Mangal Sutra - Putting the Necklace on the Bride

The groom places a necklace, the mangalsutra, around the bride's neck to represent their integrity and love. Indian brides did not used to wear wedding rings, and this necklace signified her married status. The mangalsutra consists of a gold ornament strung from a yellow thread, a string of black beads or a gold chain. It is comparable to a Western wedding ring, and is worn by a married woman until her husband's death.

According to Hindu culture, there are five signs of marital status of women. They are mangalsutra, toe rings, kumkum (red powder applied to the part of their hair), bangles and a nose ring. Mangalsutra is the most important among them.

At this point in the ceremony, Sunil and Erica will also exchange rings.

Mangal Fera - Circling the Holy Fire

The couple walk around the sacred fire Four times, each time stopping to touch with their toe a stone in their path. This symbolises that they will overcome any obstacles in their life together. These four rounds represent the four goals in life:

1. Dharma (rightousness) 
2. Aarth (wealth)
3. Kama (love, family, energy and passion) 
4. Moksha (salvation, spiritual liberation)

The groom leads the first three rounds and bride leads the last one. Each walk around the fire is accompanied with prayers and blessings recited by the Pandit.

Saptapadi - The Seven Steps

 

The bridegroom gets up from his seat holding his bride's right hand. He then goes around the Holy Fire (Agni) from the right side, by lifting his bride's right foot at each step. This is done for seven steps. With each step, he recites a mantra addressed to the bride with the following meaning:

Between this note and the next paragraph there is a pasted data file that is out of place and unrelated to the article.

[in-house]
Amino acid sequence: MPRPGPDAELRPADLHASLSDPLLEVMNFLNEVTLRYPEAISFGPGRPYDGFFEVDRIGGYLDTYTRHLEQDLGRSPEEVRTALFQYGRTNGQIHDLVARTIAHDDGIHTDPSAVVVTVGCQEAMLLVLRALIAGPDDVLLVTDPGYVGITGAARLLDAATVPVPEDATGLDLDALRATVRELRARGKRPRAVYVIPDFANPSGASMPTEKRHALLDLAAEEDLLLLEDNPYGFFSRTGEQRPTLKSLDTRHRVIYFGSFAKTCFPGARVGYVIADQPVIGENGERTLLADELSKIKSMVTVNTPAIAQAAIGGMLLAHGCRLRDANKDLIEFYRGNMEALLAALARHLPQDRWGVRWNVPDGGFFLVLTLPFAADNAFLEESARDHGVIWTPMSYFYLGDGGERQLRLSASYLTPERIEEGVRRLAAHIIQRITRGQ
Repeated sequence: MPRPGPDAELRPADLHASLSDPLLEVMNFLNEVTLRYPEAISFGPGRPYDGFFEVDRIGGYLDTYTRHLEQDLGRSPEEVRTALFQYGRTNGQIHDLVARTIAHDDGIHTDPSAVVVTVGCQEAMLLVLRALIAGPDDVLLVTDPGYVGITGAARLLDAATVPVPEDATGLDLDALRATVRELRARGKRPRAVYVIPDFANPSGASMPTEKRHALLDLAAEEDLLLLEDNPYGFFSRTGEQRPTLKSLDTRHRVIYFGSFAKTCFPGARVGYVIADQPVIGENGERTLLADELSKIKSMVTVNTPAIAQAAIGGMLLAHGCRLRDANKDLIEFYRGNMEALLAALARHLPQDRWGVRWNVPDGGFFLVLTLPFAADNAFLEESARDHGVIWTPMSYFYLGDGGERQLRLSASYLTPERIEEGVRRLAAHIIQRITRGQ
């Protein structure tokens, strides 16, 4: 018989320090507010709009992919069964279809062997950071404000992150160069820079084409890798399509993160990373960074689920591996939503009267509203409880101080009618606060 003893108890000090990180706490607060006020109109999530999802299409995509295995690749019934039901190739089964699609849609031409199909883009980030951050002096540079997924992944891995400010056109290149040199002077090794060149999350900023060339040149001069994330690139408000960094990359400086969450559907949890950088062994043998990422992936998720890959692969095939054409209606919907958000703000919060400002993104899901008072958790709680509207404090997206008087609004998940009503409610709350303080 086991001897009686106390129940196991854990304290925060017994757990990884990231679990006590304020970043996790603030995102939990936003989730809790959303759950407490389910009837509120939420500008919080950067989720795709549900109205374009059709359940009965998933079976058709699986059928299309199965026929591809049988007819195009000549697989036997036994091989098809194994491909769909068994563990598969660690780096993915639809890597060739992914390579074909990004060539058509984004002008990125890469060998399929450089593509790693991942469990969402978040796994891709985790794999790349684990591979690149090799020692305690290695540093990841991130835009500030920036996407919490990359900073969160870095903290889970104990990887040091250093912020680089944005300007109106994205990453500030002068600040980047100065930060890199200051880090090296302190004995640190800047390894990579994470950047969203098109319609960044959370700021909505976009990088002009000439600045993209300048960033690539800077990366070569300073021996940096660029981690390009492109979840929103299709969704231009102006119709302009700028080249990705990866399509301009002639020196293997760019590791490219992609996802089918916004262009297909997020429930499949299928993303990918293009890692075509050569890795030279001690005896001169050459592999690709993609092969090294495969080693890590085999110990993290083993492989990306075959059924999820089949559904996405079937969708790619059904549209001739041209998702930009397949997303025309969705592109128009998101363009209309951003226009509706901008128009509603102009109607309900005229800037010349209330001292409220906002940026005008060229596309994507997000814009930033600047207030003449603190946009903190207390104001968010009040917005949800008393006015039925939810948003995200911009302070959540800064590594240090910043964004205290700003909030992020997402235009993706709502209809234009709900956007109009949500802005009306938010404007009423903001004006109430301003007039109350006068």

Let Lord Maha Vishnu follow each one of your steps for the following specific purposes.

The vows taken in each phera are as below:

1. With the first phera, the couple invokes the Gods for the plentitude of pure and nourishing food and a life that is noble and respectful.
2. With the second phera the couple prays for physical and mental strength and to lead a healthy and peaceful life.
3. The third phera is taken for the fulfilment of spiritual obligations. The Gods are invoked for blessing the couple with spiritual strength.
4. The fourth phera is taken for the attainment of happiness and harmony through mutual love and trust and a long joyous life together.
5. The fifth phera is taken to pray for the welfare of all living entities in the entire universe and for begetting noble children.
6. The sixth phera is for bountiful seasons all over the world. The couple prays for bountiful seasons and seeks that they may go through these seasons together, just as they would share their joys and sorrows.
7. With the last phera they pray for a life of understanding, loyalty, unity and companionship not only for themselves but also for the peace of the Universe.

The idea behind this is to pray to Lord Vishnu, the protector of life, for his blessings in marital life. Having exchanged these vows of love, duty, respect, fidelity and a fruitful union the couple agree to be companions forever. The process of saat phere acquires more significance in that the couple prays for the peace and well being of the entire universe.